Protection against cardiovascular disease may be possible with an inherited variant in Old Order Amish

Researchers have reported that whole-exome sequencing and association analysis of nearly 7,000 Old Order Amish revealed a genetic variant that could confer protection against cardiovascular disease (CVD).

The findings could be used to help develop new therapeutic approaches to decreasing or stopping CVD. CVD is the leading cause of death and illness in the world. CVD is a risk factor independent of blood levels of low density lipoprotein cholesterol (LDL) and fibrinogen, blood clotting protein.

Although the variations in LDL-C as well as fibrinogen may be influenced in part by the presence of rare and frequent genetic variations, only a few gene variants have been proven to have a pleiotropic effect on more than one risk factor for CVD. Exome sequencing of an Old Order Amish population, May Montasser and colleagues discovered a missense variant in the protein that codes for the B4GALT1 gene that was associated with lower levels of CVD.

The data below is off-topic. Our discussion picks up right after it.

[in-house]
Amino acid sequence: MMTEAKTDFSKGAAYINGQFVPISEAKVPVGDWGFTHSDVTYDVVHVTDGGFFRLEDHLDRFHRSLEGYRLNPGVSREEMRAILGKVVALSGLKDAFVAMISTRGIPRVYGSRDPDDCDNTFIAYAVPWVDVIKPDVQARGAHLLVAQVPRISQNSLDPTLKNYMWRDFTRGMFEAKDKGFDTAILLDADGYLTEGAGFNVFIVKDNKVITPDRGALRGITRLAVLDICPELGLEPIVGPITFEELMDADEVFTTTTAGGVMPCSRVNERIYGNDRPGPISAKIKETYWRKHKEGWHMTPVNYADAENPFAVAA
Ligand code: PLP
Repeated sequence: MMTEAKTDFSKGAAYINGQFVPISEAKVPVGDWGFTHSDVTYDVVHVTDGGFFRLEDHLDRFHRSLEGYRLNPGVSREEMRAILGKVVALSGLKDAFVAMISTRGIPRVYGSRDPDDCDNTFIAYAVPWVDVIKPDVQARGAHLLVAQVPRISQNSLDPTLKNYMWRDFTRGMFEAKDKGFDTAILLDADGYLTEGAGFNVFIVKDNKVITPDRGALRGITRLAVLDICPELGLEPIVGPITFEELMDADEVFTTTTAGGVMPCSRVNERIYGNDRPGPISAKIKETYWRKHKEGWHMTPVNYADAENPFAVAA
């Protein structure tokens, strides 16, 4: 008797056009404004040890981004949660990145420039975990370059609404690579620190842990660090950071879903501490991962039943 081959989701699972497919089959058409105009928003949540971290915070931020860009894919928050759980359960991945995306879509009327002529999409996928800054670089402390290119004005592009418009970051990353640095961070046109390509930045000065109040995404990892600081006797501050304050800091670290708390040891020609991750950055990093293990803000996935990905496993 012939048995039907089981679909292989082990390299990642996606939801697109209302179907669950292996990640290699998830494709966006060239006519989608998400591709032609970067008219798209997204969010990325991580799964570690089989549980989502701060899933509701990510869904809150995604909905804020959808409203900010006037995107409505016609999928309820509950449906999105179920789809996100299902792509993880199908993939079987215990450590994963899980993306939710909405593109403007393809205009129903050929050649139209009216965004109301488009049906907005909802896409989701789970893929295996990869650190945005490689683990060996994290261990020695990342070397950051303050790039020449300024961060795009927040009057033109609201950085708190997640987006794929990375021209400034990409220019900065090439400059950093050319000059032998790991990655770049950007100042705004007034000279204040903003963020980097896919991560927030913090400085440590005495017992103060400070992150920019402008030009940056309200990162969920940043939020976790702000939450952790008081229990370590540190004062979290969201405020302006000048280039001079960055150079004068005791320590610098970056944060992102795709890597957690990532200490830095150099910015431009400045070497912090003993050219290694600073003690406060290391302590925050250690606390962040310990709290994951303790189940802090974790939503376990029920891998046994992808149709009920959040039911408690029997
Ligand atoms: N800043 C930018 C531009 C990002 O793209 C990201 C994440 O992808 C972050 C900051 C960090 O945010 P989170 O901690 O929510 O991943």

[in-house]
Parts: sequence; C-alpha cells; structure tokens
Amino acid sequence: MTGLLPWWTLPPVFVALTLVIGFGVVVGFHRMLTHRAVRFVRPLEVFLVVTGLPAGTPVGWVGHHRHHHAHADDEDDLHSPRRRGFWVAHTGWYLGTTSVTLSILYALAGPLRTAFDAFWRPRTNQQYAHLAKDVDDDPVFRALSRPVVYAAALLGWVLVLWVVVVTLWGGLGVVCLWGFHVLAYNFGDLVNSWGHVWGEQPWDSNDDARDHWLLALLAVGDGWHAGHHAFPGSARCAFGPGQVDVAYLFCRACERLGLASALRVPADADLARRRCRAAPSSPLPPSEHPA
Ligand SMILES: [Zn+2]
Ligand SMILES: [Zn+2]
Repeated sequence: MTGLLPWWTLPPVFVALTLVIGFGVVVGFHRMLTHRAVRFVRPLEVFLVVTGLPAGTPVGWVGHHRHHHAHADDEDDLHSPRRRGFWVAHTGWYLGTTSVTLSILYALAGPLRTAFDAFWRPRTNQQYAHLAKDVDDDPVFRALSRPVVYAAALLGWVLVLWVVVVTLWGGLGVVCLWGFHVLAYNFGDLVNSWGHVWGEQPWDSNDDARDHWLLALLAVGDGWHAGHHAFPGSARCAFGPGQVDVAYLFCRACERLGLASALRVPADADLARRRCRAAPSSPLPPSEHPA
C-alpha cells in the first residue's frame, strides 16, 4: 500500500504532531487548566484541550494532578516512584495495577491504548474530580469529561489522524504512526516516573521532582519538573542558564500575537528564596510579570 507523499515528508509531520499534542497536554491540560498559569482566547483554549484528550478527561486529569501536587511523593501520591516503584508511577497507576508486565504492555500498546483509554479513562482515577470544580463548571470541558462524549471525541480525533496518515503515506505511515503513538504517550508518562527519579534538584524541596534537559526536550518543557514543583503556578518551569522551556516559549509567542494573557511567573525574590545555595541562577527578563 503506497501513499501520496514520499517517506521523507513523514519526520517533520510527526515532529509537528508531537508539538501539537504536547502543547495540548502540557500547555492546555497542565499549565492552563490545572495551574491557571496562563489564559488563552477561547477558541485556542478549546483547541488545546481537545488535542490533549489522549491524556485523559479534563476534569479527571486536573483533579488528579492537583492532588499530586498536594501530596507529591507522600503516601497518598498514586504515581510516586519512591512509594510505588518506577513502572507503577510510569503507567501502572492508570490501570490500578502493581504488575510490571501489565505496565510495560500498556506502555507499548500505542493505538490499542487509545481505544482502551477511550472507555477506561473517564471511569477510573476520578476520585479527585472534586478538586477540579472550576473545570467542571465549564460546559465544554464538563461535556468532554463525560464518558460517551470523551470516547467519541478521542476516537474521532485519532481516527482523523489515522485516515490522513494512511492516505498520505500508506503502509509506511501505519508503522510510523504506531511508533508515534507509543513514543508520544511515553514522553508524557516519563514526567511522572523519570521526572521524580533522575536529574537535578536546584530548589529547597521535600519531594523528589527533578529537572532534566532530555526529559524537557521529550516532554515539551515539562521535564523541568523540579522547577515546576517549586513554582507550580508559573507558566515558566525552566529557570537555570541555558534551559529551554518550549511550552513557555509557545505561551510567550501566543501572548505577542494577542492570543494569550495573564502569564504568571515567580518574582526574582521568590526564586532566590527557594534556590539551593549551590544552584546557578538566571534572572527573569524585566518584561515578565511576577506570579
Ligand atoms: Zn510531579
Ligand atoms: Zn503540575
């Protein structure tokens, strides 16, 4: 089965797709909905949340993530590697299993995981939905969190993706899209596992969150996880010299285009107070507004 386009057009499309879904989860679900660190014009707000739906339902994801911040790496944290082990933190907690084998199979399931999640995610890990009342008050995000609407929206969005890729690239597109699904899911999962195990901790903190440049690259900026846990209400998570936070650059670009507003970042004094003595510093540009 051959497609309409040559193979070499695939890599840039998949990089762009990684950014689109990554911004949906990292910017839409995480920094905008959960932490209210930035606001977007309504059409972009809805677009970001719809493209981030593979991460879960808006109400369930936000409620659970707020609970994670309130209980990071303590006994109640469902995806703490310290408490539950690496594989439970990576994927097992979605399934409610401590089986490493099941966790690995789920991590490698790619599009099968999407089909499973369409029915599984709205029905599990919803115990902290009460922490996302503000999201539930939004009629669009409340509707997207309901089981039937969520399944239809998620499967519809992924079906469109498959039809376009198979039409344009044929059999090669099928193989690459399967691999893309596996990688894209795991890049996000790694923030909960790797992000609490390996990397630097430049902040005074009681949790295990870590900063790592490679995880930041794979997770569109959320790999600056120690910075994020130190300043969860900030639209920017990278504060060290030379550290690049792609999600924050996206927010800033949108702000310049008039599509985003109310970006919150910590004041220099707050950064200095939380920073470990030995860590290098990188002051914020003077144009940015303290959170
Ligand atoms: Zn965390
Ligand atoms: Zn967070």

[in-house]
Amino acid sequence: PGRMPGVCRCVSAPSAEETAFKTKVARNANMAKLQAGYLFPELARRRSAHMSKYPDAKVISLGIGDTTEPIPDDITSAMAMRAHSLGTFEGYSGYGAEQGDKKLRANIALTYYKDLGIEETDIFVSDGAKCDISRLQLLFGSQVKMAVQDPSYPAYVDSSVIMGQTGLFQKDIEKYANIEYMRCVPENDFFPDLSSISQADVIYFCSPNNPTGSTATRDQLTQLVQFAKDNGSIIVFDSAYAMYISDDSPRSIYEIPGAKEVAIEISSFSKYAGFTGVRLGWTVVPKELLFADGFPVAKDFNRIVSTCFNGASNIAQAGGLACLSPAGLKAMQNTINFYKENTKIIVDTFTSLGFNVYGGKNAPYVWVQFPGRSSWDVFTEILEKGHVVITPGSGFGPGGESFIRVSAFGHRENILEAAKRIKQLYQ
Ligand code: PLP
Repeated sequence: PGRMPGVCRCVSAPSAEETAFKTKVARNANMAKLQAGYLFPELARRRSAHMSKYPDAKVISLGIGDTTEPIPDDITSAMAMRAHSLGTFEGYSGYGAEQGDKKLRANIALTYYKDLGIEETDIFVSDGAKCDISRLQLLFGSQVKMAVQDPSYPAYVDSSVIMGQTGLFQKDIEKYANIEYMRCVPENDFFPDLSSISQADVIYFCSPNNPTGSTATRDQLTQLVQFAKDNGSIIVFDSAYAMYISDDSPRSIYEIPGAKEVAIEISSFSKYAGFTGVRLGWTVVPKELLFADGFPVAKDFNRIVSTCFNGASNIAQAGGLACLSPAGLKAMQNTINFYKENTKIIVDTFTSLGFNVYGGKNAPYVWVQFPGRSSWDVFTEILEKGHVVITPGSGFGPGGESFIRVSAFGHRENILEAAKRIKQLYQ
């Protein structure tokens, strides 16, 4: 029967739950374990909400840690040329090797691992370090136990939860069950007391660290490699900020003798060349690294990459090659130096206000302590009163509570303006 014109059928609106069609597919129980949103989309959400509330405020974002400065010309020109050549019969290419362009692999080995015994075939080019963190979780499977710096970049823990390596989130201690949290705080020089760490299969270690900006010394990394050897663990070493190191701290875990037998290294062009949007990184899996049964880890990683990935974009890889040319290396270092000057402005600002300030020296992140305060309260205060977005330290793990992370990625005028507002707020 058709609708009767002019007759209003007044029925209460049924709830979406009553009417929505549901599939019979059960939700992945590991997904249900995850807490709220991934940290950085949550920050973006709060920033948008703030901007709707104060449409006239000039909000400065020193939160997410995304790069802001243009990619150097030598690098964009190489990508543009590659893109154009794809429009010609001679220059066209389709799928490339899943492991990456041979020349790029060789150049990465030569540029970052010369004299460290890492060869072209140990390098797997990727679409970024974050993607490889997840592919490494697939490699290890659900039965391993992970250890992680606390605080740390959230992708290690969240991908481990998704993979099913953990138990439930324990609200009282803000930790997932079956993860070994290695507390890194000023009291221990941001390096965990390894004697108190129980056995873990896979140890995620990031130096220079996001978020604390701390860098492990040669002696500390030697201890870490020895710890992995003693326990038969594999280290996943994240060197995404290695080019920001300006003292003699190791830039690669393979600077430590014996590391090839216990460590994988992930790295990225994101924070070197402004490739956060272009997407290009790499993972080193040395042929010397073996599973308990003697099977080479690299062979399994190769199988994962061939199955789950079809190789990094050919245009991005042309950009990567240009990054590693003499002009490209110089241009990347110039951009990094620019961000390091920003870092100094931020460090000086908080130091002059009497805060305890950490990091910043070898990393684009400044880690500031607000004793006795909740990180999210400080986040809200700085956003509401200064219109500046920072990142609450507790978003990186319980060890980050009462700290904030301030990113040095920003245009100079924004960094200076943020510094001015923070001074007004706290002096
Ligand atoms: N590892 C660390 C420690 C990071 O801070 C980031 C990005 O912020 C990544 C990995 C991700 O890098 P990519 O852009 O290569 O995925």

In a knock-in study involving mice as a model for CVD, the authors demonstrate that this variant resulted in 38% less blood LDL-C levels aswell as decreases of fibrinogen. According to Montasser et al.,targeted modulation of this protein could be an effective method to reduce CVD risk.

Journal reference:

Montasser M.E., and al. (2021). Genetic and functional evidence link a missense variant of B4GALT1 with lower levels of LDL and fibrinogen. Science.

Content Source:

Gemma Wilson

Gemma is a journalism graduate with keen interest in covering business news – specifically startups. She has as a keen eye for technologies and has predicted quite a few successful startups over the last couple of years.

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